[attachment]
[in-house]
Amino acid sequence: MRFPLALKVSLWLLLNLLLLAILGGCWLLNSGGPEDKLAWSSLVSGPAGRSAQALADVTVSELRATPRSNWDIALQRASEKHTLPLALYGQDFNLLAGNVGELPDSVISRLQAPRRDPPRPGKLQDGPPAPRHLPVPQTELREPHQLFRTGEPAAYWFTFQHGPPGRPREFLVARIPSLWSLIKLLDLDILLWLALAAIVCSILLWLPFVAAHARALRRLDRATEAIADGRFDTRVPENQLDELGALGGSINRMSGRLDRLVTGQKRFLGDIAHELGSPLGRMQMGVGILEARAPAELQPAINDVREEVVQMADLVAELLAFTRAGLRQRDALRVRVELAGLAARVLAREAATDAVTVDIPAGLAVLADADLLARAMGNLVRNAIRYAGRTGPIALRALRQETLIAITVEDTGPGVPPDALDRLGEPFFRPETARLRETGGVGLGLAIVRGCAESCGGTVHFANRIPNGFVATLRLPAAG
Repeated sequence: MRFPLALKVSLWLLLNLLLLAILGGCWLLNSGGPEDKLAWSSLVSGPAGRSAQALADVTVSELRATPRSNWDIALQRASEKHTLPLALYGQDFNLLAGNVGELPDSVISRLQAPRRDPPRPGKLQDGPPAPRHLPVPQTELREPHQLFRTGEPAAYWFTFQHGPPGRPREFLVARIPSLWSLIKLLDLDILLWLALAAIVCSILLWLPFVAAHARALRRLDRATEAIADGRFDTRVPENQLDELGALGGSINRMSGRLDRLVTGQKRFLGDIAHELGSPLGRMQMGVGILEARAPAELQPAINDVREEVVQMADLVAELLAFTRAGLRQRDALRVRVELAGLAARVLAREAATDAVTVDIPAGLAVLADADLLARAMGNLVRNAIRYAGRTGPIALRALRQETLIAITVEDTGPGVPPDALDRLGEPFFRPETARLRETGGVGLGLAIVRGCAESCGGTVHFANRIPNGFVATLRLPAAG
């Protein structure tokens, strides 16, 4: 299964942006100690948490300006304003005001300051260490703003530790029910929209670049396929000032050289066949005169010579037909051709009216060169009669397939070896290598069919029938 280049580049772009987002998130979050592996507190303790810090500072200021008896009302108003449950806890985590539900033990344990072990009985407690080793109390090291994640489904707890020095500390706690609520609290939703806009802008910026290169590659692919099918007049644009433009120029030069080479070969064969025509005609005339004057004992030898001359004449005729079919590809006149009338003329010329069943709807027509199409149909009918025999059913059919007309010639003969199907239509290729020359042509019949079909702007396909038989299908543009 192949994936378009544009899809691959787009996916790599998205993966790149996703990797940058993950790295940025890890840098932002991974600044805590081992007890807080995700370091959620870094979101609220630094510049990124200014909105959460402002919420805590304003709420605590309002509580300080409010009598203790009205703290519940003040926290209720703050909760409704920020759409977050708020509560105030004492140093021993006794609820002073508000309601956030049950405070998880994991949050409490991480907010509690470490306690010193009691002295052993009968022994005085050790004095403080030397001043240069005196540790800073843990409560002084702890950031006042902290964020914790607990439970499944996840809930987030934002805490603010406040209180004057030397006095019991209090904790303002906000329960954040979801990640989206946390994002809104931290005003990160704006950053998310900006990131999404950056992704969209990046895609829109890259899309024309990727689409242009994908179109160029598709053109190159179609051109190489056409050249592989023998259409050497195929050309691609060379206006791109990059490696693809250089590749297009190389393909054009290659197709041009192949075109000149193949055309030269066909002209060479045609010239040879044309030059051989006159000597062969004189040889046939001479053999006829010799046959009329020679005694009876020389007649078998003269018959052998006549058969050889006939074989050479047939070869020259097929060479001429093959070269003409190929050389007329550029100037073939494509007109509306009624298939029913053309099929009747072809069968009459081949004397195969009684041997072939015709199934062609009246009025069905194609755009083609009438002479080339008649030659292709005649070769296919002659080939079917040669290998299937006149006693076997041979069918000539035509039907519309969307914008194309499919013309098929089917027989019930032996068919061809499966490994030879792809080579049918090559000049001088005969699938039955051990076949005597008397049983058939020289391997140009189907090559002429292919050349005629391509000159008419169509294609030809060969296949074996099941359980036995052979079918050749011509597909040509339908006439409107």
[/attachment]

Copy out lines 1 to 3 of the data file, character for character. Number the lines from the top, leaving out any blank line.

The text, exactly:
[in-house]
Amino acid sequence: MRFPLALKVSLWLLLNLLLLAILGGCWLLNSGGPEDKLAWSSLVSGPAGRSAQALADVTVSELRATPRSNWDIALQRASEKHTLPLALYGQDFNLLAGNVGELPDSVISRLQAPRRDPPRPGKLQDGPPAPRHLPVPQTELREPHQLFRTGEPAAYWFTFQHGPPGRPREFLVARIPSLWSLIKLLDLDILLWLALAAIVCSILLWLPFVAAHARALRRLDRATEAIADGRFDTRVPENQLDELGALGGSINRMSGRLDRLVTGQKRFLGDIAHELGSPLGRMQMGVGILEARAPAELQPAINDVREEVVQMADLVAELLAFTRAGLRQRDALRVRVELAGLAARVLAREAATDAVTVDIPAGLAVLADADLLARAMGNLVRNAIRYAGRTGPIALRALRQETLIAITVEDTGPGVPPDALDRLGEPFFRPETARLRETGGVGLGLAIVRGCAESCGGTVHFANRIPNGFVATLRLPAAG
Repeated sequence: MRFPLALKVSLWLLLNLLLLAILGGCWLLNSGGPEDKLAWSSLVSGPAGRSAQALADVTVSELRATPRSNWDIALQRASEKHTLPLALYGQDFNLLAGNVGELPDSVISRLQAPRRDPPRPGKLQDGPPAPRHLPVPQTELREPHQLFRTGEPAAYWFTFQHGPPGRPREFLVARIPSLWSLIKLLDLDILLWLALAAIVCSILLWLPFVAAHARALRRLDRATEAIADGRFDTRVPENQLDELGALGGSINRMSGRLDRLVTGQKRFLGDIAHELGSPLGRMQMGVGILEARAPAELQPAINDVREEVVQMADLVAELLAFTRAGLRQRDALRVRVELAGLAARVLAREAATDAVTVDIPAGLAVLADADLLARAMGNLVRNAIRYAGRTGPIALRALRQETLIAITVEDTGPGVPPDALDRLGEPFFRPETARLRETGGVGLGLAIVRGCAESCGGTVHFANRIPNGFVATLRLPAAG